Sci. Aging Knowl. Environ., 5 March 2003
Live Long and Ferment
Antioxidant enzyme helps yeast live to ripe old age
Key Words: aconitase superoxide stationary phase postdiauxic phase
Comedian George Burns, who lived to be 100, ascribed his longevity to frequent dates with younger women and plenty of martinis and cigars. Researchers haven't confirmed his recipe for survival, but they are beginning to uncover what makes mutant organisms live extra-long. A new study of persistent yeast shows that two longevity-promoting pathways enlist an enzyme that neutralizes cell-wrecking oxidants.
Scientists have totted up a list of genes that, when overactive or crippled, extend the life of model organisms (see Genes/Interventions Database), but they know little about which biochemical changes provoked by these mutations boost longevity. One possible elixir is Sod2, an enzyme that squelches destructive oxidants spawned by metabolism (see "The Two Faces of Oxygen"): For example, increasing Sod2 production makes flies live longer. In previous work on yeast, molecular geneticist Valter Longo of the University of Southern California, Los Angeles, and colleagues found that disabling a gene called SCH9 triples longevity--measured as survival time rather than fecundity, which some researchers use to clock yeast life span. Data from another lab hint at the mechanism: Genes that are suppressed by SCH9 crank up amounts of Sod2p.
To determine whether Sod2p rejuvenates yeast, the researchers disabled different combinations of the SOD2 and SCH9 genes and measured how long cells lived. A cell without working versions of Sod2p and Sch9p lasts no longer than normal, suggesting that the antioxidant enzyme is necessary for the life extension conferred by an SCH9 mutation. Next, the researchers tested whether Sod2p alone produced the increase in life span. Yeast with normal SCH9 that were engineered to make twice the usual amount of the enzyme lived only slightly longer than normal, however. This finding suggests that disabling SCH9 not only boosts Sod2p production, it rouses other cellular defenses that lengthen life, Longo says.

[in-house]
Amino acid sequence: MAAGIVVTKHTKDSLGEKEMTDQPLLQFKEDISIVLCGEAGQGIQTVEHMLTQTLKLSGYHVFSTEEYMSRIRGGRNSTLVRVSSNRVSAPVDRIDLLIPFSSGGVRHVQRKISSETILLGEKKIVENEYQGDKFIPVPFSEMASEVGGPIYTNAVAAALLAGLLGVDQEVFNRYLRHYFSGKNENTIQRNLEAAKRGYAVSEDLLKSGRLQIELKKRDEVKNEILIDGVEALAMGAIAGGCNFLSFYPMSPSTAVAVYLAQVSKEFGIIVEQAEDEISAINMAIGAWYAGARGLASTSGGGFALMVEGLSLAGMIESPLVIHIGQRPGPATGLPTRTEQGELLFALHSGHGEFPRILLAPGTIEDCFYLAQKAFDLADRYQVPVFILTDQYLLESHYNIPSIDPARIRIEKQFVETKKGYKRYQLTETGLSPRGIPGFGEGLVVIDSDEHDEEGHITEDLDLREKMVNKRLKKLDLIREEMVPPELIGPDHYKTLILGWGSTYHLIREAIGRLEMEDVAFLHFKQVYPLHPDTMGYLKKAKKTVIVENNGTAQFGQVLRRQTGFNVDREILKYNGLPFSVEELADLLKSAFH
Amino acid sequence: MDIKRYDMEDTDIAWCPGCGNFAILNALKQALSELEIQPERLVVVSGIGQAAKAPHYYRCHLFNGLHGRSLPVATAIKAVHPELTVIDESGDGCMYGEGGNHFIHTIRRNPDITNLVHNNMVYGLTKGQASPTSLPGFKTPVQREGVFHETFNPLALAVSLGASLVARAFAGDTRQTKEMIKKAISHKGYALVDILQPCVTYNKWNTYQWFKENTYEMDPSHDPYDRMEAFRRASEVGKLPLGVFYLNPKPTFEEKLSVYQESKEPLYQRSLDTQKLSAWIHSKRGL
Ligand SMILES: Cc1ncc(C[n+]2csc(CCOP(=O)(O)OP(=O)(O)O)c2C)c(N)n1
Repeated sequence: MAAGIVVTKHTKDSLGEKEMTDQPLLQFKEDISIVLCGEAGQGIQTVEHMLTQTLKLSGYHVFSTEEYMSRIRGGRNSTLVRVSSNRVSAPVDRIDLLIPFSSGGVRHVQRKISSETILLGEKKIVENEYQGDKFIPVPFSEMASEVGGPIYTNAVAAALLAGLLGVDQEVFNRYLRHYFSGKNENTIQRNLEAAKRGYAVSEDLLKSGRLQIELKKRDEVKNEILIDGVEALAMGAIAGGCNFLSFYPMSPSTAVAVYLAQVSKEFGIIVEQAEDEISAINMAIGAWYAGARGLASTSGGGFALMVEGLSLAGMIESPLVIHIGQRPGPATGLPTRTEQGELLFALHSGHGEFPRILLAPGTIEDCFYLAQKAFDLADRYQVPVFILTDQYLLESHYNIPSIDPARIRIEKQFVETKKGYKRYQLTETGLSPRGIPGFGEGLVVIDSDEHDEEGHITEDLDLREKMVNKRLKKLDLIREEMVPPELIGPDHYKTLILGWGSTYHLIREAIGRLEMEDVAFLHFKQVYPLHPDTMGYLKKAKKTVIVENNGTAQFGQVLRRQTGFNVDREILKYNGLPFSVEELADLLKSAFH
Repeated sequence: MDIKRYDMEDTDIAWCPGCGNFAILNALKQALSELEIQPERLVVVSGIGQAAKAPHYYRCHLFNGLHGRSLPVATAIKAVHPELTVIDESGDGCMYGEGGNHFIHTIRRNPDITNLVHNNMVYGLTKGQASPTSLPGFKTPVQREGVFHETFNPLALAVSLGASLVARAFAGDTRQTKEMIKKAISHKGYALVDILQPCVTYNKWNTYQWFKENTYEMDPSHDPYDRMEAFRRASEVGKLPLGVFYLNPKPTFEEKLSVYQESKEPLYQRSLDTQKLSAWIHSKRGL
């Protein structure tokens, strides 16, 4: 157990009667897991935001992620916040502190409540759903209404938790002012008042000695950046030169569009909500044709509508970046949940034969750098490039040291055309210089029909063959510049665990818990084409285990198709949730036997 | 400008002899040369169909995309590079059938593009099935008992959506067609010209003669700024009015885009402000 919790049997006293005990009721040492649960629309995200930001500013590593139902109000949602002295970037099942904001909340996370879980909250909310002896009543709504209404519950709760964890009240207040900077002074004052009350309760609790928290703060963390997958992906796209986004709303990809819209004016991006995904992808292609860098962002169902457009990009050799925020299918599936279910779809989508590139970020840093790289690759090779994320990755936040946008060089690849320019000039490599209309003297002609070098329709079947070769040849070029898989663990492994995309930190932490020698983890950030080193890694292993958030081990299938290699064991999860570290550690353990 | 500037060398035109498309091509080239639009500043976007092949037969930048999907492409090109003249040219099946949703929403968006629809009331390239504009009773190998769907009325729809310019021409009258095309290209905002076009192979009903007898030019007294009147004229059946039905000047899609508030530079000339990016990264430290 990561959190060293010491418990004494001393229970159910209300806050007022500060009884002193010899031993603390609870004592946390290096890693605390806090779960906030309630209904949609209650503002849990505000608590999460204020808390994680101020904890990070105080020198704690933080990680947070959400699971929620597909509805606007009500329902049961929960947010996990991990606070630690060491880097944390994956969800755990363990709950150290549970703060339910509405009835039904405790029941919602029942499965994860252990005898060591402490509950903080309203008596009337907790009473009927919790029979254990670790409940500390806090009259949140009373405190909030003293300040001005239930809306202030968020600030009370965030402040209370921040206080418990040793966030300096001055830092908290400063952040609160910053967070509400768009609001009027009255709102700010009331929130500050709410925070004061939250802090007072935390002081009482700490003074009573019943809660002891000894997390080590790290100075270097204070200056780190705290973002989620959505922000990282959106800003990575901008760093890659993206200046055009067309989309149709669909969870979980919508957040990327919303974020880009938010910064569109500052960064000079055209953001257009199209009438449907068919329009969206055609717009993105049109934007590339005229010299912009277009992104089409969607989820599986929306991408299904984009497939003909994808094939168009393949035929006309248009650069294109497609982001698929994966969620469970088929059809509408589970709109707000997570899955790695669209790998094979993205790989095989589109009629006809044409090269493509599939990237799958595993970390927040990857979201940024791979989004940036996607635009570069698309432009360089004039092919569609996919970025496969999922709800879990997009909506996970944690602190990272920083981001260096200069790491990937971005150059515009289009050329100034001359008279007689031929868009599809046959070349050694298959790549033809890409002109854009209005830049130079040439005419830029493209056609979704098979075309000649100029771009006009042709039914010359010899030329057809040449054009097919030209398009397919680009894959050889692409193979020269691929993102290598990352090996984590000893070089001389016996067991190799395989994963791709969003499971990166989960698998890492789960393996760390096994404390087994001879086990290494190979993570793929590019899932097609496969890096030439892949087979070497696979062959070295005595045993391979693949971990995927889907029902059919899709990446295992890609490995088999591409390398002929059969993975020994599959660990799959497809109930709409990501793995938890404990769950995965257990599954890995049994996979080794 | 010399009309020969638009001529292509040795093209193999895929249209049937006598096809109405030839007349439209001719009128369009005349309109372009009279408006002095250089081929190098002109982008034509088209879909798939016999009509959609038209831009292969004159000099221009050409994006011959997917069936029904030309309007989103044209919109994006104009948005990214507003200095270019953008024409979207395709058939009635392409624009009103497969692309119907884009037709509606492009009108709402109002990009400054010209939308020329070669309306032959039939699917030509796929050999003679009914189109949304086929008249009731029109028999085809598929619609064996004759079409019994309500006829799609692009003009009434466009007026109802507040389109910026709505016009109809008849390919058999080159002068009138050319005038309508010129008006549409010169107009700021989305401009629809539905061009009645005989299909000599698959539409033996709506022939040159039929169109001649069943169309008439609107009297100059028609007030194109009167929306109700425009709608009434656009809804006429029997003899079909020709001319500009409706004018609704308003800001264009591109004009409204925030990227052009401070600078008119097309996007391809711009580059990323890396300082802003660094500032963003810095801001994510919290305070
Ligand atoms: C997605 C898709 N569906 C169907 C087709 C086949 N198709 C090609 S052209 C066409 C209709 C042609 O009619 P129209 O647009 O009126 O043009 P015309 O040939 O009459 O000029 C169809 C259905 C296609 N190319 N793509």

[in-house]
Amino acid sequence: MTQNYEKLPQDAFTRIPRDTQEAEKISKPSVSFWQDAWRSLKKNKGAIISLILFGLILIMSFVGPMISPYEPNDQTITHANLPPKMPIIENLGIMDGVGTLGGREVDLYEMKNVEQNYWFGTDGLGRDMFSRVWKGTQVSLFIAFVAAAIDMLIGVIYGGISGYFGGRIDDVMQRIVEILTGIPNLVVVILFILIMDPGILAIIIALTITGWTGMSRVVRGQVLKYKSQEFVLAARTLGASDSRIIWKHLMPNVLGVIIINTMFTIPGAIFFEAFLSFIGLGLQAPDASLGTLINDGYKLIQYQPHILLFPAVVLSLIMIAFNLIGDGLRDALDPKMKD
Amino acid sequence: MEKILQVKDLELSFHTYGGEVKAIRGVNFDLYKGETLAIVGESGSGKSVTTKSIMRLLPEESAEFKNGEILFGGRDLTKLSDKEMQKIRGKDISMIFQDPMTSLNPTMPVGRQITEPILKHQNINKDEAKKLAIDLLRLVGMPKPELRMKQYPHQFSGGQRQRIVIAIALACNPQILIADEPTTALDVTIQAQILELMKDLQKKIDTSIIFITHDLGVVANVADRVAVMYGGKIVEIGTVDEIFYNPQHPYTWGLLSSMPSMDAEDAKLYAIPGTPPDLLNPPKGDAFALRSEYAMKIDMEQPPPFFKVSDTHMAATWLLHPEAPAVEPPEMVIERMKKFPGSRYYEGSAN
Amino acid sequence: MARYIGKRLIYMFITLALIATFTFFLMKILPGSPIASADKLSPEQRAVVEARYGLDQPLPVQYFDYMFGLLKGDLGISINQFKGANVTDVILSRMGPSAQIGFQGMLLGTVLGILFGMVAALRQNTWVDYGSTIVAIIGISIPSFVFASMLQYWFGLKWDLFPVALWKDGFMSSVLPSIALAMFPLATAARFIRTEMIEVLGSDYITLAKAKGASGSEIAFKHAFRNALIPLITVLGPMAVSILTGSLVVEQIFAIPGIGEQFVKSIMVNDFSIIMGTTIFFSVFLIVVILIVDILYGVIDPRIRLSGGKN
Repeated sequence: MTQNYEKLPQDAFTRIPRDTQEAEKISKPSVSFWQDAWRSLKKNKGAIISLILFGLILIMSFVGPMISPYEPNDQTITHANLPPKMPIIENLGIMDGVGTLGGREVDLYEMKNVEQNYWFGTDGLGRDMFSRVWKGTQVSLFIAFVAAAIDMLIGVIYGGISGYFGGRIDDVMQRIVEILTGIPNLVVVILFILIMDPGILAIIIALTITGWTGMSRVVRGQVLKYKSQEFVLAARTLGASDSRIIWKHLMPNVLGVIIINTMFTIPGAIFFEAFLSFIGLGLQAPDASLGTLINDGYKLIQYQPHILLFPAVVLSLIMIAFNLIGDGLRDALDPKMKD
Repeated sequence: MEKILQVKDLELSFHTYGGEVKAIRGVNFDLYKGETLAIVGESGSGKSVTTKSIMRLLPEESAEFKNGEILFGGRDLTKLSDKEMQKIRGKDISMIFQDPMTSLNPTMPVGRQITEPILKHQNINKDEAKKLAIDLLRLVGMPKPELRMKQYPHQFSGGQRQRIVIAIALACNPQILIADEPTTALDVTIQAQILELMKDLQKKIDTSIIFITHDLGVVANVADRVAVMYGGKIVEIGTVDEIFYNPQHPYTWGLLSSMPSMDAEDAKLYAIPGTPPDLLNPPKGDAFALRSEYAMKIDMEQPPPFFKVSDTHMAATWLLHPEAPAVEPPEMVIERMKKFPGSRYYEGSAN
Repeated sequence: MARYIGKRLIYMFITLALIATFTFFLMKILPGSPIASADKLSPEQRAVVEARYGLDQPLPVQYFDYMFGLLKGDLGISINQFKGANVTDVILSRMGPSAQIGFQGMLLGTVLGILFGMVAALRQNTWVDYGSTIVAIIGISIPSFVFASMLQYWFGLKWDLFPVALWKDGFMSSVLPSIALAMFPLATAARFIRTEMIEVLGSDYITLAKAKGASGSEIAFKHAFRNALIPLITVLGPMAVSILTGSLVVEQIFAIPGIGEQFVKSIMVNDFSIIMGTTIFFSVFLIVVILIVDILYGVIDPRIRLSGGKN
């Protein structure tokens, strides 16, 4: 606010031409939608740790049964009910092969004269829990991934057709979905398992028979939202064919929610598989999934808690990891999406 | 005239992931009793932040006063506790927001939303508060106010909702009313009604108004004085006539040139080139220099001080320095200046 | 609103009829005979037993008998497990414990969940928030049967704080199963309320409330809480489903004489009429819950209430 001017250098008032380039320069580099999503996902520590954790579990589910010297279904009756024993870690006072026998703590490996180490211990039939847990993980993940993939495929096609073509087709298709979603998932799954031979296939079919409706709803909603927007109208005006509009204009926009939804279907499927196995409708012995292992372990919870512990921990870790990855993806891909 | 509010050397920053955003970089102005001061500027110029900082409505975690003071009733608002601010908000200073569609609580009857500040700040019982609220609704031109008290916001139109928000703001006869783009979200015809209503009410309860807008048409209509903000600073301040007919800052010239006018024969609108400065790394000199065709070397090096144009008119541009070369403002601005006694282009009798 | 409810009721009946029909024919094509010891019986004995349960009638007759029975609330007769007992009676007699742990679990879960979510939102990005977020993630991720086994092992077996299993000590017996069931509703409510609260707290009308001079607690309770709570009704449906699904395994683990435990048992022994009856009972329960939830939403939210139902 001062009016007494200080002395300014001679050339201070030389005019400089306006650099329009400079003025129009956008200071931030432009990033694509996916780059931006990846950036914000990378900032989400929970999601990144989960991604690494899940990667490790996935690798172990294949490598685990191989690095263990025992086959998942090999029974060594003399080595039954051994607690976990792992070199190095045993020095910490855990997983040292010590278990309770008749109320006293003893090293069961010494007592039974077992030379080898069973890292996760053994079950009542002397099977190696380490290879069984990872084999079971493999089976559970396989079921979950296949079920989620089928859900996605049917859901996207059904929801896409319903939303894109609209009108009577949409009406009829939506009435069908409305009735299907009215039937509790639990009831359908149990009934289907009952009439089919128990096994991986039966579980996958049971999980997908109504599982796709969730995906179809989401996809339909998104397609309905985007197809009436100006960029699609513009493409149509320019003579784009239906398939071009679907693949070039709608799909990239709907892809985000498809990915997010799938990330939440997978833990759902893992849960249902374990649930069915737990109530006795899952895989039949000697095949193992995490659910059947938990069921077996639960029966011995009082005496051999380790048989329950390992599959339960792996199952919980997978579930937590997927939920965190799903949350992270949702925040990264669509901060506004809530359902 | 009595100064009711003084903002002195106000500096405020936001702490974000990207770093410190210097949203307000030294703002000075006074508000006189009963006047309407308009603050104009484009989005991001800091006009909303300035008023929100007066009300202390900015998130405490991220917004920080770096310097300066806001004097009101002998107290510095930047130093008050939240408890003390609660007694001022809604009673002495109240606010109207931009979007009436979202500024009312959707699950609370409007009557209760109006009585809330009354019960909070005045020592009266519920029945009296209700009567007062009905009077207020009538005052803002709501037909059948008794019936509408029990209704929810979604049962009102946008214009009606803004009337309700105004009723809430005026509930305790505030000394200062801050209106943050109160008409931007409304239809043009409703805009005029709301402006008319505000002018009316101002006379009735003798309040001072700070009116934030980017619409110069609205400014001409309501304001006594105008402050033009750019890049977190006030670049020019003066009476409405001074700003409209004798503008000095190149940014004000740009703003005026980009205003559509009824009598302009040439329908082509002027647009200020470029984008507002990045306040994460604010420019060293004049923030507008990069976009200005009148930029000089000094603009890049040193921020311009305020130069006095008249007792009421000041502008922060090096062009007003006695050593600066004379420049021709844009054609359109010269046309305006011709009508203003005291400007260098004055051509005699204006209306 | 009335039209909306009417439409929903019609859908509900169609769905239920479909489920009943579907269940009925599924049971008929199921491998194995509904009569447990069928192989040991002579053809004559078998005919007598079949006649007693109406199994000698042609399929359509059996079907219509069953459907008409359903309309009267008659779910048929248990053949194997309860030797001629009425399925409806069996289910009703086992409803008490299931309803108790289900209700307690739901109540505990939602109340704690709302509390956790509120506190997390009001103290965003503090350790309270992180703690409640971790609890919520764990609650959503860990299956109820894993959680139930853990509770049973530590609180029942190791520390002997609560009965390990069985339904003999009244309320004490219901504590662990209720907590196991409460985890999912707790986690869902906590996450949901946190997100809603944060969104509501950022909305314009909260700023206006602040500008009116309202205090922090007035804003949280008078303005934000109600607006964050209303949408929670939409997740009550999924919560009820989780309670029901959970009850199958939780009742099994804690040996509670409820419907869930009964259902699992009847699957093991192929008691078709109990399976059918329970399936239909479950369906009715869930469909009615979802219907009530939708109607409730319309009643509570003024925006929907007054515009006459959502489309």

The researchers scrutinized another longevity gene, RAS2, that might also recruit Sod2p. The team showed that eliminating this gene doubled yeast survival, confirming that it normally limits life span. Other investigators have found that sabotaging RAS2 shortens yeast life, Longo notes, but they measured life span by the number of times a cell reproduces instead of by how long it survives. He says that his method better mimics how yeast age in nature. To determine whether this stretched life span depends on Sod2p, the researchers gutted RAS2 and SOD2. The altered yeast outlived normal cells by only 30%, suggesting that Sod2p was helping prolong the life span of the ras2 mutants. Results from both parts of the study show that two life-extending pathways in yeast--one involving RAS2 and the other involving SCH9--add time by boosting quantities of Sod2p.
The researchers "show that Sod proteins are very important for longevity," says geneticist Cynthia Kenyon of the University of California, San Francisco. Longo notes that a counterpart of SCH9 functions in the insulin/insulin-like growth factor-1 pathway that controls life span in worms, flies, and mice (see "One for All"). Only further investigation will show whether Sod2 does for animals what a good martini did for George Burns.
March 5, 2003
Science of Aging Knowledge Environment. ISSN 1539-6150